DNA methylation markers in colorectal cancer

Cancer Metastasis Rev. 2010 Mar;29(1):181-206. doi: 10.1007/s10555-010-9207-6.


Colorectal cancer (CRC) arises as a consequence of the accumulation of genetic and epigenetic alterations in colonic epithelial cells during neoplastic transformation. Epigenetic modifications, particularly DNA methylation in selected gene promoters, are recognized as common molecular alterations in human tumors. Substantial efforts have been made to determine the cause and role of aberrant DNA methylation ("epigenomic instability") in colon carcinogenesis. In the colon, aberrant DNA methylation arises in tumor-adjacent, normal-appearing mucosa. Aberrant methylation also contributes to later stages of colon carcinogenesis through simultaneous methylation in key specific genes that alter specific oncogenic pathways. Hypermethylation of several gene clusters has been termed CpG island methylator phenotype and appears to define a subgroup of colon cancer distinctly characterized by pathological, clinical, and molecular features. DNA methylation of multiple promoters may serve as a biomarker for early detection in stool and blood DNA and as a tool for monitoring patients with CRC. DNA methylation patterns may also be predictors of metastatic or aggressive CRC. Therefore, the aim of this review is to understand DNA methylation as a driving force in colorectal neoplasia and its emerging value as a molecular marker in the clinic.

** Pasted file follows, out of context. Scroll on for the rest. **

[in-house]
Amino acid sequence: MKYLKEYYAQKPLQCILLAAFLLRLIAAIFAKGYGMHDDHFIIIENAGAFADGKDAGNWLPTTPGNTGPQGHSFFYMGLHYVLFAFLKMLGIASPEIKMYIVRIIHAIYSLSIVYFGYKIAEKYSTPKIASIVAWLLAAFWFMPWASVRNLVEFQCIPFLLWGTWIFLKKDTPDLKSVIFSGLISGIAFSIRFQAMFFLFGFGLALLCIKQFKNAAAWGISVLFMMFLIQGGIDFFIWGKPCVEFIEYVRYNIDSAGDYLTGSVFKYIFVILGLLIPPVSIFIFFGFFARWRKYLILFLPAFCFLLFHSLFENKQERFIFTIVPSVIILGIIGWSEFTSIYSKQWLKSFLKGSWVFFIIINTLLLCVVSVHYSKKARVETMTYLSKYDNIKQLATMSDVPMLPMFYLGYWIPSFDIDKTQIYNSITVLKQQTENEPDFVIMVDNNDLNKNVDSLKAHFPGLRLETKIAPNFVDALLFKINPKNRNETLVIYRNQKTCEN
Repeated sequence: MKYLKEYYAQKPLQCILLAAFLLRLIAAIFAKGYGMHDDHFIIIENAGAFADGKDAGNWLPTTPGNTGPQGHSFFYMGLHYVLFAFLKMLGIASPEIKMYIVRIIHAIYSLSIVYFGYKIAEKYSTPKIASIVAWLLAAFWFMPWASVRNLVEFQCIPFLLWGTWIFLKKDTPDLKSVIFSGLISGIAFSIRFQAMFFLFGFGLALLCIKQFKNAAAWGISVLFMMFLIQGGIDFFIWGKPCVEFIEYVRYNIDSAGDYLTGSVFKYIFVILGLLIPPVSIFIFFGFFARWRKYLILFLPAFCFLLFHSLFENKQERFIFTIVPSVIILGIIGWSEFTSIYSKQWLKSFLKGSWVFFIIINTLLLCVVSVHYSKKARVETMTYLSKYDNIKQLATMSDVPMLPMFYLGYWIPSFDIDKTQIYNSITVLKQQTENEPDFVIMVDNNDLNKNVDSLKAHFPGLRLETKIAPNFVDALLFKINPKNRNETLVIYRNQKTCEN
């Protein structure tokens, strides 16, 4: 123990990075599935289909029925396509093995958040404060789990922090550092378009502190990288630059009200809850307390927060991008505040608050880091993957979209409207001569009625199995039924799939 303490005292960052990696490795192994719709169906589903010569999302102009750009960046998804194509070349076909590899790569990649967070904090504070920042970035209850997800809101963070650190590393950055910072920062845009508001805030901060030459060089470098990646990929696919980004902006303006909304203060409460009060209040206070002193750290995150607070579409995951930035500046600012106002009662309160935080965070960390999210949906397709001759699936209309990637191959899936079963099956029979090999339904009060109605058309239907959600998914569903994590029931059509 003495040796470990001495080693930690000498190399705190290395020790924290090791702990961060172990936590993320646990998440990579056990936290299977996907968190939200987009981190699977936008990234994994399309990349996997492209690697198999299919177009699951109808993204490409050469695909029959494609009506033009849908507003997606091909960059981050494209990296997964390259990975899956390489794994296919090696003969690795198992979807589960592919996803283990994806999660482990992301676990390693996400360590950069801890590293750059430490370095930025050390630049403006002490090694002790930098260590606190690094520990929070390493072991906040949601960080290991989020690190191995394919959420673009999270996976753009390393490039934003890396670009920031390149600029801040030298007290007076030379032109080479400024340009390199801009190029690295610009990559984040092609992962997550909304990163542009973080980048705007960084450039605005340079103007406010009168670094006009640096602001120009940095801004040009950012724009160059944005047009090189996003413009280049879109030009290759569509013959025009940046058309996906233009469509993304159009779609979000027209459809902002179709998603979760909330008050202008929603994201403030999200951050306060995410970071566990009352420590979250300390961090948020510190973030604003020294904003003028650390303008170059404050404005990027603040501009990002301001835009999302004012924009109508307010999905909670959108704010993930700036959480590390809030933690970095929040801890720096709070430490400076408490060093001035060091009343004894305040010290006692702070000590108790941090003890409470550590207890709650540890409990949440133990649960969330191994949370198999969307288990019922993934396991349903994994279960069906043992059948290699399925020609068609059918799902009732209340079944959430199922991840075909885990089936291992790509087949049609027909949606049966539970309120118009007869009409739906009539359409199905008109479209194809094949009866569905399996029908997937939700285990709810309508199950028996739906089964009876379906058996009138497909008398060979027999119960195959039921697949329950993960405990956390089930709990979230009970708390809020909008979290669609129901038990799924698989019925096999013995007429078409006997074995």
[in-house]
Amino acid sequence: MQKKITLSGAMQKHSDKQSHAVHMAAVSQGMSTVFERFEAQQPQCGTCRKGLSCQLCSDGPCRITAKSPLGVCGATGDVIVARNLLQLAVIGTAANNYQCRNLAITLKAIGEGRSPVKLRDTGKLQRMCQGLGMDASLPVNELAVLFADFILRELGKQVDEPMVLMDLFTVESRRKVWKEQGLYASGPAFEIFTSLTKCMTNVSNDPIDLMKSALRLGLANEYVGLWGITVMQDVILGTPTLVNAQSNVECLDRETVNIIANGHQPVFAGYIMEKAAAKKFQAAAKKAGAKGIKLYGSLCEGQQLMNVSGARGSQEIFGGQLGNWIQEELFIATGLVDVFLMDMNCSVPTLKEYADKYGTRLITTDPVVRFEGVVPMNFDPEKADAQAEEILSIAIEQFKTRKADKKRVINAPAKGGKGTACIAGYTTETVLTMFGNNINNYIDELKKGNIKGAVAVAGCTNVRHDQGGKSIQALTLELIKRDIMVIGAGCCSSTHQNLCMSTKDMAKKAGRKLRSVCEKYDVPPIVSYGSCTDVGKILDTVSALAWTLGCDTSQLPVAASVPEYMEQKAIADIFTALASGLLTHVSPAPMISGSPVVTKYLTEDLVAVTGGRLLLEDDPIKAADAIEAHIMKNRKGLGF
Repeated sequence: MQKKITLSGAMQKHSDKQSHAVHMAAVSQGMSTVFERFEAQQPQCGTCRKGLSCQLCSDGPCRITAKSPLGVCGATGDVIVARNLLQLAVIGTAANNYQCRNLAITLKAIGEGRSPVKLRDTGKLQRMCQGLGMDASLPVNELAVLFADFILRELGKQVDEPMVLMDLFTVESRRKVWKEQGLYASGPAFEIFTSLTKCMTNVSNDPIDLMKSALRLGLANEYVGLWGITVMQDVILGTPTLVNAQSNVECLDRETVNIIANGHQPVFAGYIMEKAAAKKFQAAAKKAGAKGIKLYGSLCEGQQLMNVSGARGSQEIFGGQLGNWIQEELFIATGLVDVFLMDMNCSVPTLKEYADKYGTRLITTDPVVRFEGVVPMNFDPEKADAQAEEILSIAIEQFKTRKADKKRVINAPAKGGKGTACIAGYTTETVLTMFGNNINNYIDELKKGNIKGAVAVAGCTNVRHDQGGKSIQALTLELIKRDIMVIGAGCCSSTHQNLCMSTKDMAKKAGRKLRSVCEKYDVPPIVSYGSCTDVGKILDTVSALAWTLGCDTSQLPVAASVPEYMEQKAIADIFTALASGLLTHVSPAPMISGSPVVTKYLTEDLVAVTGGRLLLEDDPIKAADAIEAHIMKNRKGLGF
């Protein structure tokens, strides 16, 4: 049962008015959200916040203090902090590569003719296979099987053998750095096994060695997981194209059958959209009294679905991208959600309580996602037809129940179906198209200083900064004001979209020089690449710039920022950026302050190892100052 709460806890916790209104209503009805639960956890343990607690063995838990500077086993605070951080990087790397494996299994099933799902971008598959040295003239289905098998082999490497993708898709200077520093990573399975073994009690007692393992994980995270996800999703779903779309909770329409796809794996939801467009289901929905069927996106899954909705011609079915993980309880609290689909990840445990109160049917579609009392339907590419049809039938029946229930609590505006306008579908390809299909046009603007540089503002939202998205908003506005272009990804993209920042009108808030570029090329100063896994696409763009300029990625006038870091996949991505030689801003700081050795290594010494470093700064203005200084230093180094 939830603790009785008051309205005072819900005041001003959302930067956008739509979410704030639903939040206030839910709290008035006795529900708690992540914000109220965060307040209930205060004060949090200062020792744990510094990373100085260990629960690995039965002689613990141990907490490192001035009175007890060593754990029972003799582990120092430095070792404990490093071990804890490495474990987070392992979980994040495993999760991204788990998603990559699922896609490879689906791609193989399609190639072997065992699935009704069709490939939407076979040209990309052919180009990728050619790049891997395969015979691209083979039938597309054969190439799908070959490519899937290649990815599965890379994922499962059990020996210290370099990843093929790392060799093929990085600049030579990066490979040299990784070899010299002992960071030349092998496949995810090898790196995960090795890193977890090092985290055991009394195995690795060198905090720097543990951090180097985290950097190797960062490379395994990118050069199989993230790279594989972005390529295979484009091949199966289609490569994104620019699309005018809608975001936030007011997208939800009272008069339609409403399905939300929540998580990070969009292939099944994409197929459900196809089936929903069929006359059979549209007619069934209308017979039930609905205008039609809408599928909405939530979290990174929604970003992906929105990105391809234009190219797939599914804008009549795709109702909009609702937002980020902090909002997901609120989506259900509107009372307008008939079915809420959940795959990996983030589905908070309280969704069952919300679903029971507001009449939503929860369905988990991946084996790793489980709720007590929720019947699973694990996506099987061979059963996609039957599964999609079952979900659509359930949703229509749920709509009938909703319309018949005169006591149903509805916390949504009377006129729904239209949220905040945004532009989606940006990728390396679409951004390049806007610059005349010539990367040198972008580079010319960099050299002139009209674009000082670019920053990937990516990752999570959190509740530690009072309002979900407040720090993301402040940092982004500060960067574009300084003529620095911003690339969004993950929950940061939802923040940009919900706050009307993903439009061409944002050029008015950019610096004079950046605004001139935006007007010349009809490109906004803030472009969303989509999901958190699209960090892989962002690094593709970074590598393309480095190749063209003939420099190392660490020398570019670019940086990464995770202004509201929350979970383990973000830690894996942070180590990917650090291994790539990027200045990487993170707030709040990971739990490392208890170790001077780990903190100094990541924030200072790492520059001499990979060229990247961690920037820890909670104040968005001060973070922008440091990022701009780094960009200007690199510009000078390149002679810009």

Publication types

  • Research Support, N.I.H., Extramural
  • Research Support, Non-U.S. Gov't
  • Review

MeSH terms

  • Animals
  • Biomarkers, Tumor / genetics*
  • Biomarkers, Tumor / metabolism
  • Carcinoma / genetics*
  • Carcinoma / metabolism
  • Colorectal Neoplasms / genetics*
  • Colorectal Neoplasms / metabolism
  • CpG Islands / genetics
  • DNA Methylation* / genetics
  • Epigenesis, Genetic / physiology
  • Gene Expression Regulation, Neoplastic
  • Genes, Neoplasm
  • Humans
  • Models, Biological
  • Promoter Regions, Genetic / genetics


  • Biomarkers, Tumor